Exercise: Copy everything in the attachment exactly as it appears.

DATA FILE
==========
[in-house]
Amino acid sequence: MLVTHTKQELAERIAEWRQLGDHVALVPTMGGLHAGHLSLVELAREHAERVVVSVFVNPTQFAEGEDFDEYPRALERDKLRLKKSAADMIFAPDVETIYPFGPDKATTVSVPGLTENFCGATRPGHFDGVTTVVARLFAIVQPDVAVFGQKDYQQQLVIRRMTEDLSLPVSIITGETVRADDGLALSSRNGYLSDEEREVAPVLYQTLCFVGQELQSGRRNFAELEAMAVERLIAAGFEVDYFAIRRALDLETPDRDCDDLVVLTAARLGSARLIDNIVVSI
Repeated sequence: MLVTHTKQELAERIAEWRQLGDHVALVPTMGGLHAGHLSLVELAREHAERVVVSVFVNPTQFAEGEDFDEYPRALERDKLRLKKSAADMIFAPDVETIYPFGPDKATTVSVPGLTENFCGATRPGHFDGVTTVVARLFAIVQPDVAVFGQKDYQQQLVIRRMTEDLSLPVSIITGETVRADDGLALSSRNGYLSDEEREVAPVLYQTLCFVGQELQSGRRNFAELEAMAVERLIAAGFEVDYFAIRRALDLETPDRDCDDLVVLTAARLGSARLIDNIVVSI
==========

[in-house]
Amino acid sequence: MLVTHTKQELAERIAEWRQLGDHVALVPTMGGLHAGHLSLVELAREHAERVVVSVFVNPTQFAEGEDFDEYPRALERDKLRLKKSAADMIFAPDVETIYPFGPDKATTVSVPGLTENFCGATRPGHFDGVTTVVARLFAIVQPDVAVFGQKDYQQQLVIRRMTEDLSLPVSIITGETVRADDGLALSSRNGYLSDEEREVAPVLYQTLCFVGQELQSGRRNFAELEAMAVERLIAAGFEVDYFAIRRALDLETPDRDCDDLVVLTAARLGSARLIDNIVVSI
Repeated sequence: MLVTHTKQELAERIAEWRQLGDHVALVPTMGGLHAGHLSLVELAREHAERVVVSVFVNPTQFAEGEDFDEYPRALERDKLRLKKSAADMIFAPDVETIYPFGPDKATTVSVPGLTENFCGATRPGHFDGVTTVVARLFAIVQPDVAVFGQKDYQQQLVIRRMTEDLSLPVSIITGETVRADDGLALSSRNGYLSDEEREVAPVLYQTLCFVGQELQSGRRNFAELEAMAVERLIAAGFEVDYFAIRRALDLETPDRDCDDLVVLTAARLGSARLIDNIVVSI